From violin to viola and beyond

Marina Thibeault, a UBC School of Music professor and Juno Award-nominated violist, will be performing a selection of pieces from Canadian-based women and non-binary composers Ana Sokolović, Dorothy Chang and Melody McKiver. Presented by the Chan Centre, Thibeault’s solo performance will take place on April 9.

“This program very much emerged from my second album ELLES which features women composers [from] the 20th century to today,” says Thibeault. “So after that, this program is very representative of where my career has been, where it’s going and who I wanted to feature as part of it.”

Pushing boundaries

Marina Thibeault, a UBC School of Music professor and Juno Award-nominated violist. | Photo by Matthew Perrin

Thibeault took to the musical strings at a very young age. Having started out at just six years old, Thibeault would enter the musical conservatoire to study music at just nine years of age. At that time, she was excited to grow as a musician and journey on a path to becoming a professional violinist. But it’s a path which, according to Thibeault and other classically-trained violinists, means less fiddling around, so to speak.

“My violin teacher had forbidden me from playing folk music. And from that point on, I told him I wouldn’t play it. But in family gatherings, I would continue on playing,” says Thibeault.

Thibeault credits her classical training for ingraining in her good performance habits, as well as optimal and sustainable technique and posture. But for all the trust to be laid in tradition, Thibeault has been adamant about carving her own path forward, a trend which equally informed her bold switch to the viola six full years into her studies.

“I switched to viola at 15 after I heard it for the first time at a solo recital by Bruno Giuranna. I fell so in love with the sound that I told my then violin teacher that I wanted to play both,” says Thibeault. “She said, ‘Well, do like me: marry a violist, but don’t play the viola.’ And as a teenager, that really triggered something in me. So I said, ‘you know what, I’m only going to play viola.’ And in too much pride I then chose the viola, and I’m very happy about the decision.”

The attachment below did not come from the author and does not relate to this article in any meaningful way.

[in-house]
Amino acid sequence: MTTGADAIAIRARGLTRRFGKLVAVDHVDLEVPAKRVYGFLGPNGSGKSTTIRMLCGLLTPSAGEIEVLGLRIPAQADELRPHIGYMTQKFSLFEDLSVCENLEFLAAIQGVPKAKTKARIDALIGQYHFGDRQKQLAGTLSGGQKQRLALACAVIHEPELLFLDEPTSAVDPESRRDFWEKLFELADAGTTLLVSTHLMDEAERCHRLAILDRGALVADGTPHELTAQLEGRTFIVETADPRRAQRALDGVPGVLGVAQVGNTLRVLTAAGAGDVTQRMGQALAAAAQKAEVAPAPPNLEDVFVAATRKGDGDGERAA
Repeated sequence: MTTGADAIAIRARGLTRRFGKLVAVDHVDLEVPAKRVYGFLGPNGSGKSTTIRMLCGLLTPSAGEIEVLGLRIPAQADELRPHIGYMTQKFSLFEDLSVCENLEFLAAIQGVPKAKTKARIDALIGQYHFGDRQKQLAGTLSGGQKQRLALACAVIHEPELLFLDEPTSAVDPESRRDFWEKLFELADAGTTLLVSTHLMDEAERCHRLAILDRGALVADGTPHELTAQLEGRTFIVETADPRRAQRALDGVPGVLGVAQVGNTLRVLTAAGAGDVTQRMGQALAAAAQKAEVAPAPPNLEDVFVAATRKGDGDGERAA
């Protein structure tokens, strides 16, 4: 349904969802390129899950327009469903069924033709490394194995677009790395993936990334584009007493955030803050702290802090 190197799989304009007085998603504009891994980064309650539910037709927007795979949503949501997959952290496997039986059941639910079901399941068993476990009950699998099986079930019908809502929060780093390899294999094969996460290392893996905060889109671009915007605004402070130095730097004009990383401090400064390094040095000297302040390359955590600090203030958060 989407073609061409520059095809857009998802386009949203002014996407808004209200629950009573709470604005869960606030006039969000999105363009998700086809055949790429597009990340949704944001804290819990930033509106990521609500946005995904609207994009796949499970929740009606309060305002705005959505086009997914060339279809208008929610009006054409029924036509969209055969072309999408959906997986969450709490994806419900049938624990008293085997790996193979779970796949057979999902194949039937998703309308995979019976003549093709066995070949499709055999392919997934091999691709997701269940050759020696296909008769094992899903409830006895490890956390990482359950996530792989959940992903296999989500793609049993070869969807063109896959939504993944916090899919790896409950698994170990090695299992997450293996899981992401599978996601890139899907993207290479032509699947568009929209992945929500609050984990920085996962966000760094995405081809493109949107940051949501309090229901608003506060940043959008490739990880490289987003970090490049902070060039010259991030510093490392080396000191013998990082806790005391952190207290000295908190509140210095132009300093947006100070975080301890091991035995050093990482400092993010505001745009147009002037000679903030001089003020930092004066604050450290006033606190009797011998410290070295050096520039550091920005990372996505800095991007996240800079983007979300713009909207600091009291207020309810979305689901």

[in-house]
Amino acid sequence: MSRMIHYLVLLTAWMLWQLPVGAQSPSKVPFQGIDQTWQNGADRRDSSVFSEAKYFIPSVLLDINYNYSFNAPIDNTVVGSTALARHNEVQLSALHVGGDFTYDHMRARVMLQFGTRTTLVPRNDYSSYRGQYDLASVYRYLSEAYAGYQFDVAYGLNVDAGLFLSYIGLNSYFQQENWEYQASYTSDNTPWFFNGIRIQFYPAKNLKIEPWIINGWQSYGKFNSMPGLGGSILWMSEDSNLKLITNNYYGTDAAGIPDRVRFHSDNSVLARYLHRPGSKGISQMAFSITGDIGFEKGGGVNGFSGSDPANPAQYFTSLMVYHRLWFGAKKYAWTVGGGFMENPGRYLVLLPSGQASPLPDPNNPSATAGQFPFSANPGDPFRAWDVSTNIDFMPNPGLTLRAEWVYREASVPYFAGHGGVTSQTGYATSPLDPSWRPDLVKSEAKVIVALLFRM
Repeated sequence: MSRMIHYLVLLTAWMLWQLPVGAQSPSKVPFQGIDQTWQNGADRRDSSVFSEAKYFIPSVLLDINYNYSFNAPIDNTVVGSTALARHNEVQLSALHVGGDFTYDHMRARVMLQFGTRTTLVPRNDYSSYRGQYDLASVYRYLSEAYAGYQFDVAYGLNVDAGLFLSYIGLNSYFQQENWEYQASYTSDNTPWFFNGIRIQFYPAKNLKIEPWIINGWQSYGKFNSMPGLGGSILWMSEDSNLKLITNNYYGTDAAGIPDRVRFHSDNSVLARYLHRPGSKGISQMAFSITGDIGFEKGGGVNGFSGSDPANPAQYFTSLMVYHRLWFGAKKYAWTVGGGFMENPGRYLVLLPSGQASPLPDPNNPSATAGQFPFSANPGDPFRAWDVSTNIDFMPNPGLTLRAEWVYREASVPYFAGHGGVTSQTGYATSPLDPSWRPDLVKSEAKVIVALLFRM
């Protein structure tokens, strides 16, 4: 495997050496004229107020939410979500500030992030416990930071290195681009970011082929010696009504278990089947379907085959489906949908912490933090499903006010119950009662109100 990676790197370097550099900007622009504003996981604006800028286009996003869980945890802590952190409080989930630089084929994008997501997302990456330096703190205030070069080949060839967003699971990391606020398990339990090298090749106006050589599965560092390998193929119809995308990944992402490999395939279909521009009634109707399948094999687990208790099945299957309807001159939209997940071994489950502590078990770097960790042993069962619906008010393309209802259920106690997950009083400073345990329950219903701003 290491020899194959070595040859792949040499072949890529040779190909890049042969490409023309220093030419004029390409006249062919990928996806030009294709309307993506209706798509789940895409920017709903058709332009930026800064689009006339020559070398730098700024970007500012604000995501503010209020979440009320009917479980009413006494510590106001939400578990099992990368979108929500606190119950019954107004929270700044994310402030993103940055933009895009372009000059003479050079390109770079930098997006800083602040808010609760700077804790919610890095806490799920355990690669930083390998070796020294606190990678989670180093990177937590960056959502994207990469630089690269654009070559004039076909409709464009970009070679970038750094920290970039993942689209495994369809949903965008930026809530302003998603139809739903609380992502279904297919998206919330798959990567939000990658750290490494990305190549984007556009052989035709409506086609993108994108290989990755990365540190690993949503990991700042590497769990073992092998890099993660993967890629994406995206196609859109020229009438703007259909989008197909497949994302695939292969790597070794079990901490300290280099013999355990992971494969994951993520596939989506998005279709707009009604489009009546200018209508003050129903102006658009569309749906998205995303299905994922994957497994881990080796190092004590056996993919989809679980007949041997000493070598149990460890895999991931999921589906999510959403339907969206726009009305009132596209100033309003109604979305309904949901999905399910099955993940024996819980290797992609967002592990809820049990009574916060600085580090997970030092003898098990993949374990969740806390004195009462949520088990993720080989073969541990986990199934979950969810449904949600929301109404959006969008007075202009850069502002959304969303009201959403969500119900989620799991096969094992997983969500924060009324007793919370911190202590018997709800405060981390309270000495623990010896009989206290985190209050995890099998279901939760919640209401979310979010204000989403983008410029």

A new frontier for classical music

While virtuosos of every instrument are always looking to push boundaries, Thibeault says that, with the viola in particular, the sky’s the limit. She notes that a great deal of the most popular and/or challenging solo viola material, unlike its cello and violin siblings, have emerged mostly in the 20th century or even more recently than that.

“It is a new instrument in terms of the solo repertoire,” says Thibeault. “There’s so much latitude, and there are no standards yet to the technique, so people are still pushing the limit of the instrument. I feel very privileged to be one of these ambassadors.”

Thibeault has gravitated towards these more intimate solo, duet and chamber ensemble performances in recent years. For her, the move has proved especially fulfilling and engaging, allowing her to work more closely with composers to better express their work while informing them of the nuances of this (relatively) novel instrument in its renaissance.

“It might appear that I’m by myself on stage performing, but actually there are countless hours of conversation with the composers. My role is to help so that everything that they have in mind, in terms of character and atmosphere, is efficiently delivered on the viola. It becomes a symbiosis that is very natural, and there’s a lot of trust. Trust is absolutely needed on both parties,” says Thibeault.

In all, Thibeault is excited, if cautiously optimistic, for a return to a busier performance schedule as Canada continues to make progress against the coronavirus pandemic. In the meantime, she’s excited to be able to showcase the works of talented, forward-thinking women and non-binary composers in the upcoming show.

For more information about the event, visit

For more on Thibeault, visit